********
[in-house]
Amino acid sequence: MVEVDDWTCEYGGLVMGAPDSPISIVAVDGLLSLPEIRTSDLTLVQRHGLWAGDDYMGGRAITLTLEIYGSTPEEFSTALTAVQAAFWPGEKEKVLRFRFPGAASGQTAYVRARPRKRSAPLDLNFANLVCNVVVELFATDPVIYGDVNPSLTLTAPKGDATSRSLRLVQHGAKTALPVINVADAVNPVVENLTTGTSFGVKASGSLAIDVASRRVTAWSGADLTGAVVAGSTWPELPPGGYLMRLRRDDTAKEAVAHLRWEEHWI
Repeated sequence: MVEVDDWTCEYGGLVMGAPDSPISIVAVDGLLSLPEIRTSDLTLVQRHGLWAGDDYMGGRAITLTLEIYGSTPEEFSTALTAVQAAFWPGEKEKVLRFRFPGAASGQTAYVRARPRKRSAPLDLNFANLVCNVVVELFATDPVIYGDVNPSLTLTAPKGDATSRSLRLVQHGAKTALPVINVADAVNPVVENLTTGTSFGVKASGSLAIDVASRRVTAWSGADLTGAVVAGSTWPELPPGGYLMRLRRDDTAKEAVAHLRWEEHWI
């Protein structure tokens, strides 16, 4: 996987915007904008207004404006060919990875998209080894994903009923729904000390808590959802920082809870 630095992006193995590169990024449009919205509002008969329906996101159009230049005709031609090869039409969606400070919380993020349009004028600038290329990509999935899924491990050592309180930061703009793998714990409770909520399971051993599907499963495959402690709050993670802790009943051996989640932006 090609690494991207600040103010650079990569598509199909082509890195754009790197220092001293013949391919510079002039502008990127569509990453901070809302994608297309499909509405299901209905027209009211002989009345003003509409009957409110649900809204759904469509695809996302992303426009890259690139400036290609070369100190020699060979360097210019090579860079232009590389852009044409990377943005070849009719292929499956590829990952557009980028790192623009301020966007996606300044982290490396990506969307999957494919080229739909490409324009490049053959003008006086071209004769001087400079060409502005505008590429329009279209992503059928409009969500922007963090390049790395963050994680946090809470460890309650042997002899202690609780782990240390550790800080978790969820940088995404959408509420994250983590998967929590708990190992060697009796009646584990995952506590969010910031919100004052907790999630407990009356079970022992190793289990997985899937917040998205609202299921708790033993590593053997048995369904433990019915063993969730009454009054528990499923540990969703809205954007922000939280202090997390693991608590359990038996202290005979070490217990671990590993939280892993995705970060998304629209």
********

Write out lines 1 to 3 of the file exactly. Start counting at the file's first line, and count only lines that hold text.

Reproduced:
[in-house]
Amino acid sequence: MVEVDDWTCEYGGLVMGAPDSPISIVAVDGLLSLPEIRTSDLTLVQRHGLWAGDDYMGGRAITLTLEIYGSTPEEFSTALTAVQAAFWPGEKEKVLRFRFPGAASGQTAYVRARPRKRSAPLDLNFANLVCNVVVELFATDPVIYGDVNPSLTLTAPKGDATSRSLRLVQHGAKTALPVINVADAVNPVVENLTTGTSFGVKASGSLAIDVASRRVTAWSGADLTGAVVAGSTWPELPPGGYLMRLRRDDTAKEAVAHLRWEEHWI
Repeated sequence: MVEVDDWTCEYGGLVMGAPDSPISIVAVDGLLSLPEIRTSDLTLVQRHGLWAGDDYMGGRAITLTLEIYGSTPEEFSTALTAVQAAFWPGEKEKVLRFRFPGAASGQTAYVRARPRKRSAPLDLNFANLVCNVVVELFATDPVIYGDVNPSLTLTAPKGDATSRSLRLVQHGAKTALPVINVADAVNPVVENLTTGTSFGVKASGSLAIDVASRRVTAWSGADLTGAVVAGSTWPELPPGGYLMRLRRDDTAKEAVAHLRWEEHWI